I recently read a post on Instagram about children being teased in the playground because of their lunch and their restricted eating choices due to an illness, allergy or intolerance. The author wrote with a fiery passion about her desire to live in a world where restricted diets are not seen as weird and gross, but simply as someone’s way of life. She spoke of the need to break down barriers, to invite people to share food, and to offer up a slice of cake without describing what the cake is “free” of, or needing to talk about how it is different.
It got me thinking about the curious case of the word “free” in describing our food and eating habits. At some point in our recent history, the word free has been plucked from the dictionary and dropped into every recipe, streetside cafe menu, cookbook and canteen to describe a world of restrictions. Typically, the word free describes something or someone that is no longer confined, imprisoned, or lacking control. But when it comes to food, it signifies the complete opposite.
We now live in a world where the words “gluten free” and others like them are something to be feared. We keep our distance from them because they tell us that we are not allowed to have something, that we are deprived of the good stuff and controlled by our weaknesses. They tell us that people are different – and that is scary.
But what if we lived in a world where the words “gluten free” and others like them stood for something to be celebrated. What if they signified that we can actually be free of our weaknesses or the things that control us, that the food we eat can be delicious and healthy at the same time, and that we can achieve pleasure and satisfaction from our food without deprivation.
It is my hope that this vision is not too far away. I would love to be able to offer someone a slice of cake without having to enter a lengthy tirade about what it is free of, but I do still think it’s fair that people know what they are eating! So in the meantime, my goal is to create recipes that are tasty and filling, delicious and indulgent, and free of deprivation. I hope to show you that “free” foods are a good thing – whether you choose them or they choose you! So here is the first of my recipes for a happy and healthy life – the best Paleo Banana Granola you will ever taste!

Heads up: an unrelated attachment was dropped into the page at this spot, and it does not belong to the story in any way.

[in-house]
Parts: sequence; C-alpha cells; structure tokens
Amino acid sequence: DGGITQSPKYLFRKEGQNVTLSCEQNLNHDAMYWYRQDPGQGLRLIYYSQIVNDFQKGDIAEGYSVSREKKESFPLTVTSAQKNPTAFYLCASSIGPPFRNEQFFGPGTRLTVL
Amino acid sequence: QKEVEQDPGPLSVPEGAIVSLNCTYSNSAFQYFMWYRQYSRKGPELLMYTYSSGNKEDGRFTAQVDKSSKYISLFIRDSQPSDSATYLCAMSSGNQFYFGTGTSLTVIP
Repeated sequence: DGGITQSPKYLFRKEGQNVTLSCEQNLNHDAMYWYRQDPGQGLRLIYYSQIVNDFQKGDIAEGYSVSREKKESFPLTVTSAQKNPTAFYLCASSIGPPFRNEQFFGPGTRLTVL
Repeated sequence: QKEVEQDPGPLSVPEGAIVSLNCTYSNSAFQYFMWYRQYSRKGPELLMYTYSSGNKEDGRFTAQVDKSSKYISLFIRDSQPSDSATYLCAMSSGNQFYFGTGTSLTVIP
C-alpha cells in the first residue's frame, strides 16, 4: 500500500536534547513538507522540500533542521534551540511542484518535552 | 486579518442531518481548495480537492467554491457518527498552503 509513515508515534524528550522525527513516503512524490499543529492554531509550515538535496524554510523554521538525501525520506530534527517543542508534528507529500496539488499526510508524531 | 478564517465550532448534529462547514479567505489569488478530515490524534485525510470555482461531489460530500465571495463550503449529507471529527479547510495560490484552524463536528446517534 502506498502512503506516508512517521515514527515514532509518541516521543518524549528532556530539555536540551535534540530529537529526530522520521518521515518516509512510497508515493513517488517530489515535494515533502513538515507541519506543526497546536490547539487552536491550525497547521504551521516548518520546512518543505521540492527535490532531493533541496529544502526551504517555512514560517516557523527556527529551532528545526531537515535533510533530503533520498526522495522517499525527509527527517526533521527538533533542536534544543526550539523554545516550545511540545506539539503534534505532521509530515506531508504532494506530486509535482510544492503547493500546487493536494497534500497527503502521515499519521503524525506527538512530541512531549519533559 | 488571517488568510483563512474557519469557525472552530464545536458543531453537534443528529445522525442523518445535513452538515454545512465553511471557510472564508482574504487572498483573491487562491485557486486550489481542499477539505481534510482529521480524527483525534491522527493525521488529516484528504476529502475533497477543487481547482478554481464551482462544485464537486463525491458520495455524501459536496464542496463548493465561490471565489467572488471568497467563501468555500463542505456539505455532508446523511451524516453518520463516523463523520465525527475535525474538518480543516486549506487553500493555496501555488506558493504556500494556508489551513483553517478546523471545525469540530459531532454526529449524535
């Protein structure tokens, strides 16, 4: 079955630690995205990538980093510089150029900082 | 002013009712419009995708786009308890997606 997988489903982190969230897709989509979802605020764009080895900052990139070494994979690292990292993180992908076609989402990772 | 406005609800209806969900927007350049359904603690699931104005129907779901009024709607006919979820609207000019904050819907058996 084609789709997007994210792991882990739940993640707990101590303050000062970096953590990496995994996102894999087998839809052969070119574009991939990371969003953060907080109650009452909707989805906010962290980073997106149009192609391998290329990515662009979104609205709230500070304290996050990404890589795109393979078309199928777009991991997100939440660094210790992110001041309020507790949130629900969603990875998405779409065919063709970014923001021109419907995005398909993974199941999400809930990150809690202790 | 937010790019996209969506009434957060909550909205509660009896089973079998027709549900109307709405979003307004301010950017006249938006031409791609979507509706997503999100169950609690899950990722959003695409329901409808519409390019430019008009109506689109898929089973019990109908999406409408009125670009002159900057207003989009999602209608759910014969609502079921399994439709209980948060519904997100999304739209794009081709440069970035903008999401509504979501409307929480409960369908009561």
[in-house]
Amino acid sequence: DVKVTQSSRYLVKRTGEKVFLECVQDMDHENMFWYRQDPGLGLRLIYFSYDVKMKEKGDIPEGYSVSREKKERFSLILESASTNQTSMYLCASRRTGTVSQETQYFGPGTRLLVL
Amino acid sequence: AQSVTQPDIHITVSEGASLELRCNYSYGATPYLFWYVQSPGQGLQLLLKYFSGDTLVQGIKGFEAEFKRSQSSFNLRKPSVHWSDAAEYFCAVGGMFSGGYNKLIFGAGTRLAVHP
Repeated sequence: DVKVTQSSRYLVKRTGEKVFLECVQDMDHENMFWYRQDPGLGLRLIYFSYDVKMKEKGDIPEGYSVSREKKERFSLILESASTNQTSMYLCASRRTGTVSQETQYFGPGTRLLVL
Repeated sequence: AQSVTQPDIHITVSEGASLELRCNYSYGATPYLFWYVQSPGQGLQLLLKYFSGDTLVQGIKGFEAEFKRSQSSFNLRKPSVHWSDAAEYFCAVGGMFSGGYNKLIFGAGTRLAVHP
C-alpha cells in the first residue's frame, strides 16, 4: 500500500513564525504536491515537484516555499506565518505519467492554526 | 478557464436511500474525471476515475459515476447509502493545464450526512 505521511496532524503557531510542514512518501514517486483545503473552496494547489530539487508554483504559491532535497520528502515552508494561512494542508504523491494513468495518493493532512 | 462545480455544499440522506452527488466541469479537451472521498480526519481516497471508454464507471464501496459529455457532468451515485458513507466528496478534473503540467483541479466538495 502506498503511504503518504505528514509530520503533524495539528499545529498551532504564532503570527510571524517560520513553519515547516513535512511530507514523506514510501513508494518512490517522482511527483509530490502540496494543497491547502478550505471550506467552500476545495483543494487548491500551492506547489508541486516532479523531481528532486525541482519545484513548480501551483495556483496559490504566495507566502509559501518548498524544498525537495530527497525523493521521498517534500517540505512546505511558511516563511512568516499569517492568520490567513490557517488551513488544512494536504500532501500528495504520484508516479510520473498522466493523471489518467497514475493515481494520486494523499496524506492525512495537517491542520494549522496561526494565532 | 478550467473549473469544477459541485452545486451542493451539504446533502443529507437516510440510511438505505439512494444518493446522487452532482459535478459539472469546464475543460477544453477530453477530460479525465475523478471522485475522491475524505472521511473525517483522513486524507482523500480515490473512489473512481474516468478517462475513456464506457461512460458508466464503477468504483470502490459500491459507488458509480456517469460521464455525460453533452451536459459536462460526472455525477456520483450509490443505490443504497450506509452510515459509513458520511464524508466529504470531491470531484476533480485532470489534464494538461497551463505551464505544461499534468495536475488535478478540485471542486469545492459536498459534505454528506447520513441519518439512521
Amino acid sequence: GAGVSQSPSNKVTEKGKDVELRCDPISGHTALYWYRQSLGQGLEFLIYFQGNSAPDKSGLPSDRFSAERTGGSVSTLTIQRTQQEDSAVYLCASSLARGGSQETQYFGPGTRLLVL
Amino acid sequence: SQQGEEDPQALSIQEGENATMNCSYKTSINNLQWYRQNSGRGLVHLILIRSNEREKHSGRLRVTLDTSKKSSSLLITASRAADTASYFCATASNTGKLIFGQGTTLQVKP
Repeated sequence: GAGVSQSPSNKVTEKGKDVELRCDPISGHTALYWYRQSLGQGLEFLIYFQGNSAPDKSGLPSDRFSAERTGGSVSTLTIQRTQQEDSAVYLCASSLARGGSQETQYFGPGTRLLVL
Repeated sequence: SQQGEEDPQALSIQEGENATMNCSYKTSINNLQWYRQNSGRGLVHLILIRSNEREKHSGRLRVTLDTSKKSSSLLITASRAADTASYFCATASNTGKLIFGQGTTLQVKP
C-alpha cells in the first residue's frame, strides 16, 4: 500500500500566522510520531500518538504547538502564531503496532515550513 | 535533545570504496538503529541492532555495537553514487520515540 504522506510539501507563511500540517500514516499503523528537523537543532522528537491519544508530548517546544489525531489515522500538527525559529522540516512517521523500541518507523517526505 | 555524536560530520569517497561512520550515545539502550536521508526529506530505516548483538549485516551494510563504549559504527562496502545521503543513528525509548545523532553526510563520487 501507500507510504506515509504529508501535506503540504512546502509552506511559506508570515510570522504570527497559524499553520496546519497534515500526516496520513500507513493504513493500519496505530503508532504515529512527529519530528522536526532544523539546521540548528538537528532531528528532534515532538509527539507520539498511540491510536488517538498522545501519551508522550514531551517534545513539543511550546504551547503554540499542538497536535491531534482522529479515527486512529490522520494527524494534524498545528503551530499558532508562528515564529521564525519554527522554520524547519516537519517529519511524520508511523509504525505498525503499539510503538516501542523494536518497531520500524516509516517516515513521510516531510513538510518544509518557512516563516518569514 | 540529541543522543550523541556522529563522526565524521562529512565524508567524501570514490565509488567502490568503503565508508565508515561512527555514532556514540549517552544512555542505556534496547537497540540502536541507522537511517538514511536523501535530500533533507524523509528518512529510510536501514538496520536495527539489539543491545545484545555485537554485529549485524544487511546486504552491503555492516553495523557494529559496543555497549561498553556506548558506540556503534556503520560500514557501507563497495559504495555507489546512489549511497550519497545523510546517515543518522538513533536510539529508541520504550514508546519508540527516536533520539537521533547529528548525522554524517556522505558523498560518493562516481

Paleo Banana GranolaPrint This
- 2 cups cashews
- 2 cups almonds
- 2 cups walnuts
- 2 cups banana chips
- 3/4 cup pumpkin seeds
- 3/4 sunflower seeds
- 2/3 cup flaked coconut
- 1/3 cup flax meal
- 1/3 cup chia seeds
- 1/4 cup maple syrup
- 1/4 cup coconut oil
- 1 1/2 tsp cinnamon
- 1 1/2 tsp ground ginger
- 2/3 cup sultanas
1. Preheat oven to 180 C (fan-forced). Prepare two baking trays with baking paper.
2. Set aside a large mixing bowl. Place cashews in the large bowl of a food processor. Process until nuts are halved in size or slightly smaller. Pour into prepared mixing bowl. Repeat step with almonds and then with walnuts. Be sure to do each lot of nuts separately as they have a different consistency and will take different amounts of times to process resulting in inconsistent sizes.
3. Place pumpkin seeds and sunflower seeds in bowl of processor and process for 10 seconds or until seeds are slightly smaller. Add to mixing bowl.
4. Add banana chips, flaked coconut, flax meal and chia seeds to the bowl and mix. Add maple syrup and coconut oil and mix until dry ingredients are well covered.
5. Spread the mix evenly over baking trays and place in oven. After approximately 6 minutes, turn the mixture on both trays using a wooden spoon to ensure mixture does not burn around the edges of the trays. Cook for another 6 minutes until mixture becomes slightly darker, then remove from oven and cool.
6. Add sultanas to the mixture once cool.
7. Store in an airtight container. Granola will fill a 3L container.
8. Serve 1/2 – 3/4 cup with your choice of milk and fruit.
This recipe can be adapted for a Ketogenic Diet. Simply replace the maple syrup with 2 tbs of extra coconut oil and leave out the sultanas. Enjoy!